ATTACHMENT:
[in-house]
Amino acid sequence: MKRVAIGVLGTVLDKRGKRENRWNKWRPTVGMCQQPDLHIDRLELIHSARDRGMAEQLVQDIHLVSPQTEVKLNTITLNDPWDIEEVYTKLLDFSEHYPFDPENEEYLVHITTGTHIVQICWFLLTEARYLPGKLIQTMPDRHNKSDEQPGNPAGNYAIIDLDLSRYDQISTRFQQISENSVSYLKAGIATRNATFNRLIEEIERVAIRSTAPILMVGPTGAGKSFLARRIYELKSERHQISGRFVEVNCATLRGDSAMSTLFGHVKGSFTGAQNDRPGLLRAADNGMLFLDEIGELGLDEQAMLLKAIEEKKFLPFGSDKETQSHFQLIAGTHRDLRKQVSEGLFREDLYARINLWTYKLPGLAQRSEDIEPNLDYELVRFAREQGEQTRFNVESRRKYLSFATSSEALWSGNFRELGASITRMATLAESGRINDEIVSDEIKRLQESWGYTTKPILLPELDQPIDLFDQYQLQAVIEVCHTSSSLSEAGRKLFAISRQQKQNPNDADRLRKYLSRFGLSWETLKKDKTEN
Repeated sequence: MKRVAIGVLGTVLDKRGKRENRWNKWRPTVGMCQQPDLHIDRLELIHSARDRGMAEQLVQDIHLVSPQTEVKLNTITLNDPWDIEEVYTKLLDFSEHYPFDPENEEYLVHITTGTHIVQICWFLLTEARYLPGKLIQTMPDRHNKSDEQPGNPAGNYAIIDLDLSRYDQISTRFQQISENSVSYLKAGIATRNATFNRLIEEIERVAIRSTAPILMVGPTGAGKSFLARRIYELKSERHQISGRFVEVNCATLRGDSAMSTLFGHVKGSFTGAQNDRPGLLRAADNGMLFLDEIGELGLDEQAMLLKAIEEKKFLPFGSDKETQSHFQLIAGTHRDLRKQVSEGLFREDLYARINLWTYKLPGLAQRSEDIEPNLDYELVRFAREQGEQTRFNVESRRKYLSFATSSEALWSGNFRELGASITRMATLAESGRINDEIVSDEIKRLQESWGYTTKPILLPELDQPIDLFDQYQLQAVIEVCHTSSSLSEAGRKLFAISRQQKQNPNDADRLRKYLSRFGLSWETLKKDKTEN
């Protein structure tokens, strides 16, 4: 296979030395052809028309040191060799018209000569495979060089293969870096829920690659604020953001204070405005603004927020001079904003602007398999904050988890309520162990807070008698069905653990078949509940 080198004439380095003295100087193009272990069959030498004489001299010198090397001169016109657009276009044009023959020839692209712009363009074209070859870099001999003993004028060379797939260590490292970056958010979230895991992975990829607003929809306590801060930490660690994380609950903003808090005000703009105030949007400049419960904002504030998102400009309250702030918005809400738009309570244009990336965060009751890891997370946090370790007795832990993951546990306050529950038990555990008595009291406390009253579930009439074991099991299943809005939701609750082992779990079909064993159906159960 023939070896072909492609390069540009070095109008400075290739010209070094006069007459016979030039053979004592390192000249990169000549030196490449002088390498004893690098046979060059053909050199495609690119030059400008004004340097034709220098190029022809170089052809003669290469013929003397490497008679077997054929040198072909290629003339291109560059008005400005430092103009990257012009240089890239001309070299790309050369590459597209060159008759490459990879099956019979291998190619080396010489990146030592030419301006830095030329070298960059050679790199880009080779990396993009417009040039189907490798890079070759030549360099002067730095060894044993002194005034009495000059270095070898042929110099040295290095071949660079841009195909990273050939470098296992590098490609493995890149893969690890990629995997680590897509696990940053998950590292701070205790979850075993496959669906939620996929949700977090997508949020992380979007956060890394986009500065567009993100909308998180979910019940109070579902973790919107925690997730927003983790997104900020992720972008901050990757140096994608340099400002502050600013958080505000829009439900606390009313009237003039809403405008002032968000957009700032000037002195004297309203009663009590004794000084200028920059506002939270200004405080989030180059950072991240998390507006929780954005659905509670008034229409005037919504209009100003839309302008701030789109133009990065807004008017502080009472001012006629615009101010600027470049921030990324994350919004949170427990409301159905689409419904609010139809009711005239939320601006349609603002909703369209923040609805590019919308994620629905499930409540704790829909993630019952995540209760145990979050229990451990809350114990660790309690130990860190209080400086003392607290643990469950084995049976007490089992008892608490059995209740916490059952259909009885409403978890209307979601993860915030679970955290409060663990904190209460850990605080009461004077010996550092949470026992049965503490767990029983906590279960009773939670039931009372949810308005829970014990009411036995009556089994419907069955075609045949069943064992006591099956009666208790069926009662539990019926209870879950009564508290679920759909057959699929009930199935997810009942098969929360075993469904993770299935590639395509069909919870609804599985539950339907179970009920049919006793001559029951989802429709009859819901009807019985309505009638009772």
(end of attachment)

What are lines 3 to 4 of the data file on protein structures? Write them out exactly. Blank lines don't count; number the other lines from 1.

Repeated sequence: MKRVAIGVLGTVLDKRGKRENRWNKWRPTVGMCQQPDLHIDRLELIHSARDRGMAEQLVQDIHLVSPQTEVKLNTITLNDPWDIEEVYTKLLDFSEHYPFDPENEEYLVHITTGTHIVQICWFLLTEARYLPGKLIQTMPDRHNKSDEQPGNPAGNYAIIDLDLSRYDQISTRFQQISENSVSYLKAGIATRNATFNRLIEEIERVAIRSTAPILMVGPTGAGKSFLARRIYELKSERHQISGRFVEVNCATLRGDSAMSTLFGHVKGSFTGAQNDRPGLLRAADNGMLFLDEIGELGLDEQAMLLKAIEEKKFLPFGSDKETQSHFQLIAGTHRDLRKQVSEGLFREDLYARINLWTYKLPGLAQRSEDIEPNLDYELVRFAREQGEQTRFNVESRRKYLSFATSSEALWSGNFRELGASITRMATLAESGRINDEIVSDEIKRLQESWGYTTKPILLPELDQPIDLFDQYQLQAVIEVCHTSSSLSEAGRKLFAISRQQKQNPNDADRLRKYLSRFGLSWETLKKDKTEN
């Protein structure tokens, strides 16, 4: 296979030395052809028309040191060799018209000569495979060089293969870096829920690659604020953001204070405005603004927020001079904003602007398999904050988890309520162990807070008698069905653990078949509940 080198004439380095003295100087193009272990069959030498004489001299010198090397001169016109657009276009044009023959020839692209712009363009074209070859870099001999003993004028060379797939260590490292970056958010979230895991992975990829607003929809306590801060930490660690994380609950903003808090005000703009105030949007400049419960904002504030998102400009309250702030918005809400738009309570244009990336965060009751890891997370946090370790007795832990993951546990306050529950038990555990008595009291406390009253579930009439074991099991299943809005939701609750082992779990079909064993159906159960 023939070896072909492609390069540009070095109008400075290739010209070094006069007459016979030039053979004592390192000249990169000549030196490449002088390498004893690098046979060059053909050199495609690119030059400008004004340097034709220098190029022809170089052809003669290469013929003397490497008679077997054929040198072909290629003339291109560059008005400005430092103009990257012009240089890239001309070299790309050369590459597209060159008759490459990879099956019979291998190619080396010489990146030592030419301006830095030329070298960059050679790199880009080779990396993009417009040039189907490798890079070759030549360099002067730095060894044993002194005034009495000059270095070898042929110099040295290095071949660079841009195909990273050939470098296992590098490609493995890149893969690890990629995997680590897509696990940053998950590292701070205790979850075993496959669906939620996929949700977090997508949020992380979007956060890394986009500065567009993100909308998180979910019940109070579902973790919107925690997730927003983790997104900020992720972008901050990757140096994608340099400002502050600013958080505000829009439900606390009313009237003039809403405008002032968000957009700032000037002195004297309203009663009590004794000084200028920059506002939270200004405080989030180059950072991240998390507006929780954005659905509670008034229409005037919504209009100003839309302008701030789109133009990065807004008017502080009472001012006629615009101010600027470049921030990324994350919004949170427990409301159905689409419904609010139809009711005239939320601006349609603002909703369209923040609805590019919308994620629905499930409540704790829909993630019952995540209760145990979050229990451990809350114990660790309690130990860190209080400086003392607290643990469950084995049976007490089992008892608490059995209740916490059952259909009885409403978890209307979601993860915030679970955290409060663990904190209460850990605080009461004077010996550092949470026992049965503490767990029983906590279960009773939670039931009372949810308005829970014990009411036995009556089994419907069955075609045949069943064992006591099956009666208790069926009662539990019926209870879950009564508290679920759909057959699929009930199935997810009942098969929360075993469904993770299935590639395509069909919870609804599985539950339907179970009920049919006793001559029951989802429709009859819901009807019985309505009638009772």